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ODE programming officer tapped to head agency as state board searches for permanent leader




The Ohio Department of Education in Columbus, Ohio. (Photo by Graham Stokes for Ohio Capital Journal)

The chief programming officer at the Ohio Department of Education has been appointed the next interim state superintendent of public instruction.

Chris Woolard was one of two candidates recommended by ODE’s outgoing interim superintendent of public instruction, Dr. Stephanie Siddens, who is leaving to become Upper Arlington City Schools’ deputy superintendent.

Woolard’s first day as interim is May 28 and his salary will be $202,321.60.

“I’m honored to accept this role, and I am committed to working with the State Board of Education to continue advancing the work connected to the agency’s Future Forward Ohio priorities and ensuring a budget that supports Ohio’s students, educators and school communities,” Woolard said said in a statement.

The Ohio State Board of Education approved Woolard by a 12-4 vote Tuesday morning, with board members Sue Hackett and Brandon Kern abstaining from voting. Board members Brendan Shea, Walt Davis, John Hagan and Diana Fessler voted against the resolution to appoint Woolard.

ODE’s chief of staff Jessica Voltolini was the other candidate recommended by Siddens, but it ultimately came down to experience for state board members.

Voltolini has been with ODE for a year and Woolard has worked for ODE since 2003, serving in a variety of different roles over the years, including research and evaluation manager, director of accountability, and senior executive director before becoming the chief programming officer last summer.

“I’m just impressed with the experience,” Board member Meryl Johnson said. “We need someone in that position who has been with the department and has the experience to be able to do the job.”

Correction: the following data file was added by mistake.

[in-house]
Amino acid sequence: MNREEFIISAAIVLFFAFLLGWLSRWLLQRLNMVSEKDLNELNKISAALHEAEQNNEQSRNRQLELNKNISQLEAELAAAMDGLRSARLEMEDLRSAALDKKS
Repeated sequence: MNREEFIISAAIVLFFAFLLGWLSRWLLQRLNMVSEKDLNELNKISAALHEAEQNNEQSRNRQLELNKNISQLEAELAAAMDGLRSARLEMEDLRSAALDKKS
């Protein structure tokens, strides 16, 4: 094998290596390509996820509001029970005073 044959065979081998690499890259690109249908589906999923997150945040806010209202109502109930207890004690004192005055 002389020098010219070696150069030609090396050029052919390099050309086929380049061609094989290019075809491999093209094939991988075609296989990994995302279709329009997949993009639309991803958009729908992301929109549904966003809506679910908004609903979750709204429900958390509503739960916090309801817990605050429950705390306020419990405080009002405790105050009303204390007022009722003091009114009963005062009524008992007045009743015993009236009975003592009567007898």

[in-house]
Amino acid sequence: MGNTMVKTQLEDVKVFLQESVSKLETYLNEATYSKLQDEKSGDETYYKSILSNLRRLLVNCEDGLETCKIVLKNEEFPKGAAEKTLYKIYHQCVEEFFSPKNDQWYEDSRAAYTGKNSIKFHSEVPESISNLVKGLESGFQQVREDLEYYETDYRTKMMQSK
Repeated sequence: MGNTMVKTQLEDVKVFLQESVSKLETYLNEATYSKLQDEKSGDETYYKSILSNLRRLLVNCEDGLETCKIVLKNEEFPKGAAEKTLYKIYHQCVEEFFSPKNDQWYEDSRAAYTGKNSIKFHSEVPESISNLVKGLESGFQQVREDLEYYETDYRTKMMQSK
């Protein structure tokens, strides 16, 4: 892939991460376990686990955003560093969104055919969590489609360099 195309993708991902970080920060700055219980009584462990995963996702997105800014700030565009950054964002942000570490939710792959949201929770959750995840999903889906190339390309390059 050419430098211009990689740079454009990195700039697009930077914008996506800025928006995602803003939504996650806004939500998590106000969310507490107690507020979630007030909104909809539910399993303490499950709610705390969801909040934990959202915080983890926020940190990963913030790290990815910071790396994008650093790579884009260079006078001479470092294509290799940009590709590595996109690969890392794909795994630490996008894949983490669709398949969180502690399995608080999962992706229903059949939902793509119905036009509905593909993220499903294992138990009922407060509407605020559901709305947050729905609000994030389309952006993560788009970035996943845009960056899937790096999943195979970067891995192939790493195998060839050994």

Board member Tom Jackson echoed those comments.

“I just see the strength and depth of Dr. Woolard’s leadership and the team he has built,” he said. “Both his personal and professional resumes are impressive. All that really indicates to me that he is ready to fulfill the role of interim superintendent.”

Board member Charlotte McGuire said it was a hard choice between the two candidates.

“They are both committed and they have vast experience,” she said. “What I saw and heard was the student outcome and the focus on our children.”

After the vote, McGuire thanked Siddens for her time as interim superintendent, who then received a round of applause from state board members.

“She kept things moving forward,” McGuire said. “She kept us focused, especially even in blending the work of the general assembly, the governor’s office and the senate and house education committees. She was bringing people together so Ohio’s children and Ohio’s future can succeed and flourish.”

Siddens contract with Upper Arlington City Schools begins July 1 and ends July 31, 2025.

Search firm vote

After months of punting the vote, the state board of education appointed Ray & Associates as the search firm to identify superintendent candidates.

Ray & Associates of Cedar Rapids, Iowa; McPherson & Jacobson of Omaha, Nebraska; and the National Association of State Boards of Education in Alexandria, Virginia all gave presentations to the board in December, but the board postponed selecting a search firm several times due to concerns over proposed legislation.